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Deeply concerned by humanity's impact on the earth's environment, Flannery indicted climate change in The Weather Makers (2006). Widening his scope in this work, he expands on the proposition that humans inherently exhaust their resources, triggering all manner of ecological and societal trauma. To evaluate the idea, he ranges over the entirety of human existence, remarking within each subtopic he raises for example, the Aborigines' relation to Australian ecosystems the ramifications of human use of available natural resources. From his woeful tales, readers might conclude that Flannery is pessimistic about civilization's survival, and lengthy indeed is his catalog of environmental destruction, historic and contemporary. But another idea, which he evidently borrowed from entomologist E. O. Wilson's The Superorganism (2008), makes him more optimistic. Comparing human behavior with that of ant colonies, Flannery suggests that cooperative action can potentially arise in the cause of environmental sustainability. Wrapping this hope in discussions of evolution and James Lovelock's Gaia theories, Flannery appeals to environmentalists thinking on planet-wide scales about humanity's relation to nature.--Taylor, Gilbert Copyright 2010 Booklist

Copyright American Library Association, used with permission.

Writer, scientist, and explorer Flannery offers a somewhat unusual "natural history of the planet." Beginning with Darwin and moving on to Wallace, Lovelock, Dawkins, etc., Flannery touches on numerous details about Earth and its history and the contributions of various scientists. This is neither a textbook nor a detailed review of the planet's history. The author briefly considers the origins and travels of human ancestors, including the "hobbit" of Flores. He explores the biology and life histories of ants and various plants, especially with regard to their influence on the organic diversity of the world. Flannery focuses particularly on how humans have affected the world, ranging from the usual suspects to some relatively obscure examples of chemical warfare. How are humans changing Earth, and will Earth survive? The presentation is rather choppy, and the text jumps from topic to topic. Yes, humans have created a very unstable world, and reversing some of the damage will require major changes in how humans use the planet. The volume includes a few photographs of people and animals discussed. Flannery has written more than a dozen books, some particularly interesting and useful. Unfortunately, this one is not in the same league. Summing Up: Recommended. General readers and lower- and upper-division undergraduates. D. Bardack emeritus, University of Illinois at Chicago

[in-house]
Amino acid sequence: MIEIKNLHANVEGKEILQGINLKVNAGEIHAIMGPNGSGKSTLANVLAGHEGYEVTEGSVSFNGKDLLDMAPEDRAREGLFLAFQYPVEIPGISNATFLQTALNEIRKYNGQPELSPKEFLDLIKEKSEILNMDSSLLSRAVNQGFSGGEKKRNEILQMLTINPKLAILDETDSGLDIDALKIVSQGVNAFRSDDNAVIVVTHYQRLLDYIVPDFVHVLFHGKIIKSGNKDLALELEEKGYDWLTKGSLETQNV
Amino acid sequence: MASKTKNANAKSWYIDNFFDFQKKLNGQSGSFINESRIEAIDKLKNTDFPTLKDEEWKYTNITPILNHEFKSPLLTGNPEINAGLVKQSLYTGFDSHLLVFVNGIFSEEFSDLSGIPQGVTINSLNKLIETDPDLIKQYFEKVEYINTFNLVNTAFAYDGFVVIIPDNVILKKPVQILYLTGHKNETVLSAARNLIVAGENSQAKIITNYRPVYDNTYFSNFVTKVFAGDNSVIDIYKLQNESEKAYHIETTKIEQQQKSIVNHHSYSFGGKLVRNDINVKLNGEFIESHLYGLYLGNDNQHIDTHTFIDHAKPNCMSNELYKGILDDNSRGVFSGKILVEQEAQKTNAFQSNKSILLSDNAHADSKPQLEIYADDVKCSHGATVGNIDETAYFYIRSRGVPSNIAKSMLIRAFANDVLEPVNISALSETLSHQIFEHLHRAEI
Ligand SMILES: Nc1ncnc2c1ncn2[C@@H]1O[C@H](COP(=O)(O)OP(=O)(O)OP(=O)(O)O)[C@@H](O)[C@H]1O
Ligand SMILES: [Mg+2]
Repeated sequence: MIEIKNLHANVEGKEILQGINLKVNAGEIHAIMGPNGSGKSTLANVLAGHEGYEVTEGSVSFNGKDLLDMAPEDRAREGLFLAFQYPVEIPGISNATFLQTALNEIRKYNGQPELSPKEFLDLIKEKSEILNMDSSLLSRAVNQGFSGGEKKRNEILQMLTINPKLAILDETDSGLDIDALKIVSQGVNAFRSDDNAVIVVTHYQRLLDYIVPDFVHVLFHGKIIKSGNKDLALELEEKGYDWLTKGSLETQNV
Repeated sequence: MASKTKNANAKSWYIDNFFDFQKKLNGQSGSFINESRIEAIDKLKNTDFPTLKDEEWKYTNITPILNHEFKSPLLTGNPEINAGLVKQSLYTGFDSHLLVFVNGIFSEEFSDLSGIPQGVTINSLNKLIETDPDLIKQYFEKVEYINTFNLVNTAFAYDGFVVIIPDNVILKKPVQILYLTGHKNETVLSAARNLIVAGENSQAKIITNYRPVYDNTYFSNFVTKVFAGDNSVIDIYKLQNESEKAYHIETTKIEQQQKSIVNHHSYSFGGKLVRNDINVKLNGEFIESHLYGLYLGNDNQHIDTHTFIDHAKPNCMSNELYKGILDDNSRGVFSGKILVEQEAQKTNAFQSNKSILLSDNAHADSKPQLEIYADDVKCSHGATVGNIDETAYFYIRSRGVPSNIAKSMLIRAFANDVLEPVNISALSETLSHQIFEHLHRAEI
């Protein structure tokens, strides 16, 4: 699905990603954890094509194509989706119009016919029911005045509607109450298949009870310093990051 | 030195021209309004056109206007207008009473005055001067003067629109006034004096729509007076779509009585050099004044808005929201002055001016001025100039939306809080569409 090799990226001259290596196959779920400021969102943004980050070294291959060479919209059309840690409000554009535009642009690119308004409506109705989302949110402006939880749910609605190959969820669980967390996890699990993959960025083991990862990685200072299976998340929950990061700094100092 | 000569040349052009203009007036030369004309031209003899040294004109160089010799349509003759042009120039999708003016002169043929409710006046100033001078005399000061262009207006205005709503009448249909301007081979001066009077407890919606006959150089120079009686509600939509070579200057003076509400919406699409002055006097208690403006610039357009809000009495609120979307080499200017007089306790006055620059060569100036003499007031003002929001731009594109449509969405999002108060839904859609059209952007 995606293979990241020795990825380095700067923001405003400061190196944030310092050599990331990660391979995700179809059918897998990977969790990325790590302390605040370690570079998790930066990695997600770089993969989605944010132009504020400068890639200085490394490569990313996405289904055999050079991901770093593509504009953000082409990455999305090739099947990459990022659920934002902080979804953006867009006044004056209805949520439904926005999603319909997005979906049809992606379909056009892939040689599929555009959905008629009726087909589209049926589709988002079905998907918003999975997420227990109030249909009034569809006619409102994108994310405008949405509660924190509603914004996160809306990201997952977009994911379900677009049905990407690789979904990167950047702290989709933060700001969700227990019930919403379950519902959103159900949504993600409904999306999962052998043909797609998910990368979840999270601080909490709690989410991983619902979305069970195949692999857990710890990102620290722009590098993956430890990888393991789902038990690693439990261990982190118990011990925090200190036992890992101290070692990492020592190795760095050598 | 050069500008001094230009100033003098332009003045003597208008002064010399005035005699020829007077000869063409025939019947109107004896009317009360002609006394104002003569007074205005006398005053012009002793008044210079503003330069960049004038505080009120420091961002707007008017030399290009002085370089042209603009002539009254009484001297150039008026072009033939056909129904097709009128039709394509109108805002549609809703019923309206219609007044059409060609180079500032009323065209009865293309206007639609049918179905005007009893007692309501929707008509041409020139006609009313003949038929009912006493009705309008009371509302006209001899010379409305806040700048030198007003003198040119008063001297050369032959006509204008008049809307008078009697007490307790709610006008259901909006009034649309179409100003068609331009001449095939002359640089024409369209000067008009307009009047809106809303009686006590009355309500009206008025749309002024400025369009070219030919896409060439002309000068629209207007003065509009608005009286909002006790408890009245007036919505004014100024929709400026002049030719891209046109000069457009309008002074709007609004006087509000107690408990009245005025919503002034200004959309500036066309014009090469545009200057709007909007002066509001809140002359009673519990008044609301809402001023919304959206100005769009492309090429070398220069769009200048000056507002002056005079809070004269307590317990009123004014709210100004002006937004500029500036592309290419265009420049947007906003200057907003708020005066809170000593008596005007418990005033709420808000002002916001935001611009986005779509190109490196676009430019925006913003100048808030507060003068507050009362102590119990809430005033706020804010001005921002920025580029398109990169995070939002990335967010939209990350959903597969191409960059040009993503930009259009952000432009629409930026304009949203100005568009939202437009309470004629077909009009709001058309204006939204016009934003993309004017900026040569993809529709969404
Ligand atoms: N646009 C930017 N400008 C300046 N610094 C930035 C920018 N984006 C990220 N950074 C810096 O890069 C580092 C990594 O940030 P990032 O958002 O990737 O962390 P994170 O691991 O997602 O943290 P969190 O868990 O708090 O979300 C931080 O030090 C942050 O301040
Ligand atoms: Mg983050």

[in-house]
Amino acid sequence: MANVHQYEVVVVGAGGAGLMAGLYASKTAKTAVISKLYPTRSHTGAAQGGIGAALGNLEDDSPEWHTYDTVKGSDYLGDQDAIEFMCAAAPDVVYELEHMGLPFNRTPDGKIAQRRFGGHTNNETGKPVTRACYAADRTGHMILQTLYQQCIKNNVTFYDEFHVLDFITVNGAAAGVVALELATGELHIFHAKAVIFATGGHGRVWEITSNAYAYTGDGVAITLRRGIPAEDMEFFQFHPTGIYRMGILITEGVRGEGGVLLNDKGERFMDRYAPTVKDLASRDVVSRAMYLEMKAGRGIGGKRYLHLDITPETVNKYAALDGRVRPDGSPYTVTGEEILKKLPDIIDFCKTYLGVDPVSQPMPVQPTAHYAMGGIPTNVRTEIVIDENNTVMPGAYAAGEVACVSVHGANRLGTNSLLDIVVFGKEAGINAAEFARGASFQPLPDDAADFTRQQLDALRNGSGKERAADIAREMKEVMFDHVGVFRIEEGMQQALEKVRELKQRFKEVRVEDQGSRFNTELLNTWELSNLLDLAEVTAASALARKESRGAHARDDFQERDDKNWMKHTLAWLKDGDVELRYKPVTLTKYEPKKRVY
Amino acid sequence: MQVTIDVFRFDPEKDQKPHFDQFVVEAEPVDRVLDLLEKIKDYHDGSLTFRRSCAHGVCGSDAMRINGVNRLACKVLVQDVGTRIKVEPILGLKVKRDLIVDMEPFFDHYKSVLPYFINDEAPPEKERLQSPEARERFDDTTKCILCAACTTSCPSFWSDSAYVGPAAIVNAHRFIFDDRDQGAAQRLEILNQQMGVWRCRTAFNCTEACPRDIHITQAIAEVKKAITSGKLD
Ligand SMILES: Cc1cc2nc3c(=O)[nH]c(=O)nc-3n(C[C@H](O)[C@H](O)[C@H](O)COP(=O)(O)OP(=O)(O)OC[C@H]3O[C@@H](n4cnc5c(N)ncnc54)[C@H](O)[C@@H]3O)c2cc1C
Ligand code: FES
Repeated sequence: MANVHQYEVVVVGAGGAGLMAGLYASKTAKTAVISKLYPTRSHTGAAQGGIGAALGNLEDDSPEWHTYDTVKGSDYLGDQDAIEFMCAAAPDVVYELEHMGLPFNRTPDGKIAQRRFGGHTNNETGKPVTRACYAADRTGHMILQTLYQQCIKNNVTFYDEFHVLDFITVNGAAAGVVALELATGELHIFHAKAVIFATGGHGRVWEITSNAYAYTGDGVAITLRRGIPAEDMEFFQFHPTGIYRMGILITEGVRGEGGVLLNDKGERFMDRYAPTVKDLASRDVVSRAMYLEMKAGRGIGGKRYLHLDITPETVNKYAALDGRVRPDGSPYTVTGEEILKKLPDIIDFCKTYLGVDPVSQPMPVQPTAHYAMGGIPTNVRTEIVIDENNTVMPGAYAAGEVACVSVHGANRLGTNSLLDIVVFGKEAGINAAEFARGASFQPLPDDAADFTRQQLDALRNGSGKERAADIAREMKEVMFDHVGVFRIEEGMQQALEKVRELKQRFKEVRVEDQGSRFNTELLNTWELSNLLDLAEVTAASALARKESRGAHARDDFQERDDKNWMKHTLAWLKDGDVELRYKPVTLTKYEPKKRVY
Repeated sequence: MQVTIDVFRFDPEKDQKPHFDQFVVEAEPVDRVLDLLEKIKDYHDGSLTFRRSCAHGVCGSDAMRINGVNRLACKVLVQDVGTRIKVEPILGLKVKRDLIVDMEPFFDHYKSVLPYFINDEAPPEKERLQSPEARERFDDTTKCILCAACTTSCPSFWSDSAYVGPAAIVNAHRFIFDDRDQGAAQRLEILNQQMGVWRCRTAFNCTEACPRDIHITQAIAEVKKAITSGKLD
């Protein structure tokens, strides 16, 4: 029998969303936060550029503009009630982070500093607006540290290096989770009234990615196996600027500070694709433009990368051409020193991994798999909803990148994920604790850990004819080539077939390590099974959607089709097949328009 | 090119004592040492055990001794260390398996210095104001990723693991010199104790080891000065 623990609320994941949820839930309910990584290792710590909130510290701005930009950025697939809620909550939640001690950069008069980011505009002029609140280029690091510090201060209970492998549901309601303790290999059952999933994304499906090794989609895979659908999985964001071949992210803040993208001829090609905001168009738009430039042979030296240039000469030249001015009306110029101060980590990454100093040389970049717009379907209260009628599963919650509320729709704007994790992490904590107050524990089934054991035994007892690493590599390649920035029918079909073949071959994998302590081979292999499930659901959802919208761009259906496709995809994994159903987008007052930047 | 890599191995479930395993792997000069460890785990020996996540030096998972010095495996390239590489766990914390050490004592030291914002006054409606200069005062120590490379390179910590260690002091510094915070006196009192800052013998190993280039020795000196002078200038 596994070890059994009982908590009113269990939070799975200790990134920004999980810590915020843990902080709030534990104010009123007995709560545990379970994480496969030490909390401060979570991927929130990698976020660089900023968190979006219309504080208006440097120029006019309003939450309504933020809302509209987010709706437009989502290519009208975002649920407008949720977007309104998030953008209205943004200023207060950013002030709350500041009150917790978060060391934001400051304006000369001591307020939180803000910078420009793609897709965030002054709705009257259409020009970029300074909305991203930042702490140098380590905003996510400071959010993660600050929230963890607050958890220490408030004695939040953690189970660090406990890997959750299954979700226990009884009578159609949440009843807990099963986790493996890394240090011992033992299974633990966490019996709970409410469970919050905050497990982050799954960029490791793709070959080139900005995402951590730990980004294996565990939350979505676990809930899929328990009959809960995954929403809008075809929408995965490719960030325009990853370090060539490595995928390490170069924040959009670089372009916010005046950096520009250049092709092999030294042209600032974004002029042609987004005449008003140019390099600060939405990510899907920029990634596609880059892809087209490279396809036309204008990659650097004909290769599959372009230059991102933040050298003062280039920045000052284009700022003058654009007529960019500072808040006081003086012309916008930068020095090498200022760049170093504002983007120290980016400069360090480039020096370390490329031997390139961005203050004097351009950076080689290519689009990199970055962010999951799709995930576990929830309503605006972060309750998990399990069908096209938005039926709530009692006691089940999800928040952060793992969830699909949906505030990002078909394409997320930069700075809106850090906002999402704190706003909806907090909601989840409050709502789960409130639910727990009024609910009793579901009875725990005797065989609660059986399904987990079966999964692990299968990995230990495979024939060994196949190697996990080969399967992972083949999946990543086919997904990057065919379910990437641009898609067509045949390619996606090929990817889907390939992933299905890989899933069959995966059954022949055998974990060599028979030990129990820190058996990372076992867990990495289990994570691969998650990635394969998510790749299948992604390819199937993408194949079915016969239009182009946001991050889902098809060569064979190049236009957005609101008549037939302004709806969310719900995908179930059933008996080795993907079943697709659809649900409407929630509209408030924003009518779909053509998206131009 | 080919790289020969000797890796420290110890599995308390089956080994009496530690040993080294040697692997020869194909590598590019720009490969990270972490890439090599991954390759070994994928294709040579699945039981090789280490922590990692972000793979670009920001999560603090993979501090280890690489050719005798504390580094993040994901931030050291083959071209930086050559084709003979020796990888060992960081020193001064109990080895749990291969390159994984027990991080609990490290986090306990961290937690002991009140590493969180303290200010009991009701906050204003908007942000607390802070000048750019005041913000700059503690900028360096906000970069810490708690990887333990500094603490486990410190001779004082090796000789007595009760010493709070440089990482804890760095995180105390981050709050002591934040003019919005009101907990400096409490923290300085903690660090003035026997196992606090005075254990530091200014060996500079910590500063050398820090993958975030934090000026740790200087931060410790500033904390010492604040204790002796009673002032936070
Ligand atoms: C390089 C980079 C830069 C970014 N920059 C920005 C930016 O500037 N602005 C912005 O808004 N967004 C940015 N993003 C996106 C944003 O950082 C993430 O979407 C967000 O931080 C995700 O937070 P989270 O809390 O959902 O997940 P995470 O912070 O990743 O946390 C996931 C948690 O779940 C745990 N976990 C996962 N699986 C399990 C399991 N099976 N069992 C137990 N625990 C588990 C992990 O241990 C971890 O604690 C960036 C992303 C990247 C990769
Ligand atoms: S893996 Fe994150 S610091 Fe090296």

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In his latest work, Flannery (The Weather Makers: How Man Is Changing the Climate and What It Means for Life on Earth), an internationally acclaimed scientist, explorer, and conservationist, traces the history of our planet and the evolution of our species with remarkable detail in a "twin biography" format. Flannery is guided by two strands of evolutionary theory-reductionist science as epitomized by Charles Darwin, and the more holistic analyses of Alfred Russel Wallace and James Lovelock-and he believes that these opposing theories reflect the different ways humans approach the custodianship of planet Earth. He describes Earth's formation from the beginning at the moment of the creation with the big bang and the transformation of the ocean from all kinds of metals, which, he believes, are catalysts in the formation of the earliest process of life. VERDICT Flanney's storytelling style of narrative and his razor-sharp observations and expansive knowledge of the subject enliven the material. Highly recommended for science readers.-Norah Xiao, Univ. of Southern California, Los Angeles (c) Copyright 2011. Library Journals LLC, a wholly owned subsidiary of Media Source, Inc. No redistribution permitted.